In August 2002, Kristina reminiced about Zowie:
Zowie, known as “Zoo” to his friends, came to me as a puppy. I went to buy a different dog and somehow ended up with Zoo, unable to resist the cute look in his eye. Zoo was my first “real” competition dog. We learned the ropes together. He earned obedience titles from the UKC and the AKC and was showing in Utility when a medical problem left him with an impaired sense of smell and hearing and he had to retire. Zoo earned a Herding Instinct Certificate in 1993 on ducks. I will never forget the thrilled look on his face when he realized he could make those ducks move where he wanted them to as a group. Zoo made his debut on the AKC Agility course at the age of nine. He entered three times and qualified twice, once winning first place and once winning a second place ribbon. This third trial he knocked down a bar but tried his heart out even at his advanced age.
There are many stories of the amazing capacity Zoo had for food, despite my steadfast efforts at keeping things out of his reach. He led many a raid on training bags, jacket pockets and unguarded dinner plates. Once he somehow talked the house cat into knocking a huge unopened Christmas party-sized box of Pepperidge Farm cookies off of the kitchen counter. When I found him in the morning he was sitting among an ocean of little white paper cookie cups, staring at the two cookies remaining from the box of over sixty. I think he must have owed those last two to the cat and was considering non-payment of this debt. Amazingly enough, Zoo never got sick from all his food adventures… not even the time he ate five hundred Papaya tablets.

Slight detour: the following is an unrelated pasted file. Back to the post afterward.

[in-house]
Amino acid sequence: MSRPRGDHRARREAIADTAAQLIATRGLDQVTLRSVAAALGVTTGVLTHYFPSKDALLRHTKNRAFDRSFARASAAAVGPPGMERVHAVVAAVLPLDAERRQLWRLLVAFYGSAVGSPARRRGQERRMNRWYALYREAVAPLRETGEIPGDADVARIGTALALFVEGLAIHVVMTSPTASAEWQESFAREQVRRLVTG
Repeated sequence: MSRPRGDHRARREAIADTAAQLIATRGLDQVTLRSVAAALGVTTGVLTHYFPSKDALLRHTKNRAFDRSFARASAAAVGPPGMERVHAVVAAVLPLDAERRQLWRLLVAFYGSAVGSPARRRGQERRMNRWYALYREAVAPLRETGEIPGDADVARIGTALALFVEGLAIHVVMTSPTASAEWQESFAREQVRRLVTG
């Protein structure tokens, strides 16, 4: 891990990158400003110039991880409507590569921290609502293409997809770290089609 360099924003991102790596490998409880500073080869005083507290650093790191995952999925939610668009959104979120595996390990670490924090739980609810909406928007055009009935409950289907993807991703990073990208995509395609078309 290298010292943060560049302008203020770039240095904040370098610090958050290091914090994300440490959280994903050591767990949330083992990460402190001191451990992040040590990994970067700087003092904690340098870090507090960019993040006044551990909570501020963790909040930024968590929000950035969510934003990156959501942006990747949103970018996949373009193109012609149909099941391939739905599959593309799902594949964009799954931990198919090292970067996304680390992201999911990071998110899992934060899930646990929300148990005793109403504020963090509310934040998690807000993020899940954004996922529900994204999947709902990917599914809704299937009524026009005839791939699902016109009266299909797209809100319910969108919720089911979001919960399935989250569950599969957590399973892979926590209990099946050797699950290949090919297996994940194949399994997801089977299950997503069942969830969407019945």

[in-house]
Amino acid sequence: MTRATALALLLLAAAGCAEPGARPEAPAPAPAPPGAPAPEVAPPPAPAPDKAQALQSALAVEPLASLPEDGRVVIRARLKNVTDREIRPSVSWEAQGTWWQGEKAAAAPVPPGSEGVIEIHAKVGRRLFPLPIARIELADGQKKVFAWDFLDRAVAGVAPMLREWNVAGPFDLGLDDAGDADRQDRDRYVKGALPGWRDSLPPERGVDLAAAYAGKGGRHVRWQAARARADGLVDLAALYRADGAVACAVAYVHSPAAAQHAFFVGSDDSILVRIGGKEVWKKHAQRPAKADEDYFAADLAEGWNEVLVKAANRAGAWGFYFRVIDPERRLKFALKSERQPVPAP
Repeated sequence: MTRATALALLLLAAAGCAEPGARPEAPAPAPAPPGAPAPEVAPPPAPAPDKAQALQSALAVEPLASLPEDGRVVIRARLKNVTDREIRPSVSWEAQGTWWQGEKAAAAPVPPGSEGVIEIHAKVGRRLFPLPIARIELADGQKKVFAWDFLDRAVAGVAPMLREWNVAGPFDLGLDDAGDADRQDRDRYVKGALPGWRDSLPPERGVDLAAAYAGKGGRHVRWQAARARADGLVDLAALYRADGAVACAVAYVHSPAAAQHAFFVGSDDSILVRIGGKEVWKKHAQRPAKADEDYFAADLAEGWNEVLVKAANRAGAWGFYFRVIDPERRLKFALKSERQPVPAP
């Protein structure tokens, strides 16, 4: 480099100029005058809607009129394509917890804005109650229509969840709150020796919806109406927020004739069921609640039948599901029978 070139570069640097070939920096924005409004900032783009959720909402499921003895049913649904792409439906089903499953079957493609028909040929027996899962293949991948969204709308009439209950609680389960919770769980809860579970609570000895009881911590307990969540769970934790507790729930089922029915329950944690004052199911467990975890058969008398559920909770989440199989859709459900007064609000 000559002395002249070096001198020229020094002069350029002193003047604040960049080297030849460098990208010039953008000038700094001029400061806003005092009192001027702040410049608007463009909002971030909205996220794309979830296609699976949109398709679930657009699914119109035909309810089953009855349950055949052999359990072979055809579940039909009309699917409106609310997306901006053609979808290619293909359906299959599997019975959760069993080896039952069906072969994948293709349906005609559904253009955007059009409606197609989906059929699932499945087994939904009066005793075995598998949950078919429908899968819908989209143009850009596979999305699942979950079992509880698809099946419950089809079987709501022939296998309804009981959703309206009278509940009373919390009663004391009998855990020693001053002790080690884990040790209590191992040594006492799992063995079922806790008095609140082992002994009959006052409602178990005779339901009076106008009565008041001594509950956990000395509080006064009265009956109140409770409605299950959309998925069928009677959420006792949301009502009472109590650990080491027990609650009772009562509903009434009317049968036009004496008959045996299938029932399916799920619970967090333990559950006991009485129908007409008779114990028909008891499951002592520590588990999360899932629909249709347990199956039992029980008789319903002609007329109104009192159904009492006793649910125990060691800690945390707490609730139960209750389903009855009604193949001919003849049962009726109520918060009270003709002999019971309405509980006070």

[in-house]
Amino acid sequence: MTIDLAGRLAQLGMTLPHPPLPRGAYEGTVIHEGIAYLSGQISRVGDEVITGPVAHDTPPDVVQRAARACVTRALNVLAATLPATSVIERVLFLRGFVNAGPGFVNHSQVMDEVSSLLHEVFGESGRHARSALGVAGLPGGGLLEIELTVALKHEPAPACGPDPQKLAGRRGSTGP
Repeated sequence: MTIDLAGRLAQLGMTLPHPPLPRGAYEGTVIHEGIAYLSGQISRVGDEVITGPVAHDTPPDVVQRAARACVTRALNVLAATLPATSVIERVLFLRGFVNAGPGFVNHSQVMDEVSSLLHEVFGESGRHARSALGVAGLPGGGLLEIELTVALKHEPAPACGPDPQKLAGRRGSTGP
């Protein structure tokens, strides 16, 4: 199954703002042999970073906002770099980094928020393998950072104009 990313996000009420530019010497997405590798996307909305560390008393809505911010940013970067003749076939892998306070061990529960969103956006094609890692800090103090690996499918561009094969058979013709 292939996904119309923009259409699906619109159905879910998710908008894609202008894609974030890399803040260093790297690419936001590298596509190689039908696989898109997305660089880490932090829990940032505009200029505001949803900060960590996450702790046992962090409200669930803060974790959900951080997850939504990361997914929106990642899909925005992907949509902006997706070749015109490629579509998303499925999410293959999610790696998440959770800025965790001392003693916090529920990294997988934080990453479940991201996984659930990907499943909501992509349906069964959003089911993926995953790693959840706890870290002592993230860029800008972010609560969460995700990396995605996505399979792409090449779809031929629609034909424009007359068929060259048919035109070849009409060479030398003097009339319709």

Zoo was certified by Therapy Dogs International and accompanied me on many visits over the years to health care facilities. He was always ready to show off his tricks for anyone who would watch. His favorite duty was going to our church's after school program once a year to present a little lesson called “Listening to the Master's Voice.” While he was a ham for any audience, his very favorite part was at the end of the afternoon when he would retrieve his ball for each of the dozens of kids in the audience. The kids would form a line and I would pass out a raisin to each child. Zoo would run his heart out for each child, as far as they could throw his tennis ball, and then enthusiastically accept his raisin reward from them. I often wondered how many times he would have repeated that retrieve. He never let a kid down. And in his whole life, he never let me down either.